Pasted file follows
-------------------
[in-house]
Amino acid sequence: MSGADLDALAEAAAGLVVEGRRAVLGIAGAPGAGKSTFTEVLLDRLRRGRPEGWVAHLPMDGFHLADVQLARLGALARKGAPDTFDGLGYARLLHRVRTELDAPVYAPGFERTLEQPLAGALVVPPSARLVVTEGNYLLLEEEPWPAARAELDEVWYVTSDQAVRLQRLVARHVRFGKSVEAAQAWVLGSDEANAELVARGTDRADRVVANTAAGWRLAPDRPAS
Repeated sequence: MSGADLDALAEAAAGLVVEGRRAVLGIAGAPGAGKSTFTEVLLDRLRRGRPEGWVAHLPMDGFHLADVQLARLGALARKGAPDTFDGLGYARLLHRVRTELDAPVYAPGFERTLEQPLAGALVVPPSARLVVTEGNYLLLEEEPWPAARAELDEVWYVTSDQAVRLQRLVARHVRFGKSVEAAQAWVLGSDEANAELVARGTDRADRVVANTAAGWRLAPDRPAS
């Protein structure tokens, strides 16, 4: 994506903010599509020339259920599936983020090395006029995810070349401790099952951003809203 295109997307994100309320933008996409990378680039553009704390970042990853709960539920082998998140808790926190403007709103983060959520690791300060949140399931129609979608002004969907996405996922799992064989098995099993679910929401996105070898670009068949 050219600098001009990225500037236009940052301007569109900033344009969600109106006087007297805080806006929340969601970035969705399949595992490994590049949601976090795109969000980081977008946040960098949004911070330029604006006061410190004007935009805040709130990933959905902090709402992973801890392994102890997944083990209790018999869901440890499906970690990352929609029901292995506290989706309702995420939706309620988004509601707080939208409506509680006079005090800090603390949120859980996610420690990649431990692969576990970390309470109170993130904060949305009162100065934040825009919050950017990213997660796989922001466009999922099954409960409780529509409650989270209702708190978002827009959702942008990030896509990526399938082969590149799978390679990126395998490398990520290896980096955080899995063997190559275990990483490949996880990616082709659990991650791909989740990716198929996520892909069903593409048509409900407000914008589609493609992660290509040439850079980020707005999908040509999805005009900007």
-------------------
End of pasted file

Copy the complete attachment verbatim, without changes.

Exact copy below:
[in-house]
Amino acid sequence: MSGADLDALAEAAAGLVVEGRRAVLGIAGAPGAGKSTFTEVLLDRLRRGRPEGWVAHLPMDGFHLADVQLARLGALARKGAPDTFDGLGYARLLHRVRTELDAPVYAPGFERTLEQPLAGALVVPPSARLVVTEGNYLLLEEEPWPAARAELDEVWYVTSDQAVRLQRLVARHVRFGKSVEAAQAWVLGSDEANAELVARGTDRADRVVANTAAGWRLAPDRPAS
Repeated sequence: MSGADLDALAEAAAGLVVEGRRAVLGIAGAPGAGKSTFTEVLLDRLRRGRPEGWVAHLPMDGFHLADVQLARLGALARKGAPDTFDGLGYARLLHRVRTELDAPVYAPGFERTLEQPLAGALVVPPSARLVVTEGNYLLLEEEPWPAARAELDEVWYVTSDQAVRLQRLVARHVRFGKSVEAAQAWVLGSDEANAELVARGTDRADRVVANTAAGWRLAPDRPAS
């Protein structure tokens, strides 16, 4: 994506903010599509020339259920599936983020090395006029995810070349401790099952951003809203 295109997307994100309320933008996409990378680039553009704390970042990853709960539920082998998140808790926190403007709103983060959520690791300060949140399931129609979608002004969907996405996922799992064989098995099993679910929401996105070898670009068949 050219600098001009990225500037236009940052301007569109900033344009969600109106006087007297805080806006929340969601970035969705399949595992490994590049949601976090795109969000980081977008946040960098949004911070330029604006006061410190004007935009805040709130990933959905902090709402992973801890392994102890997944083990209790018999869901440890499906970690990352929609029901292995506290989706309702995420939706309620988004509601707080939208409506509680006079005090800090603390949120859980996610420690990649431990692969576990970390309470109170993130904060949305009162100065934040825009919050950017990213997660796989922001466009999922099954409960409780529509409650989270209702708190978002827009959702942008990030896509990526399938082969590149799978390679990126395998490398990520290896980096955080899995063997190559275990990483490949996880990616082709659990991650791909989740990716198929996520892909069903593409048509409900407000914008589609493609992660290509040439850079980020707005999908040509999805005009900007």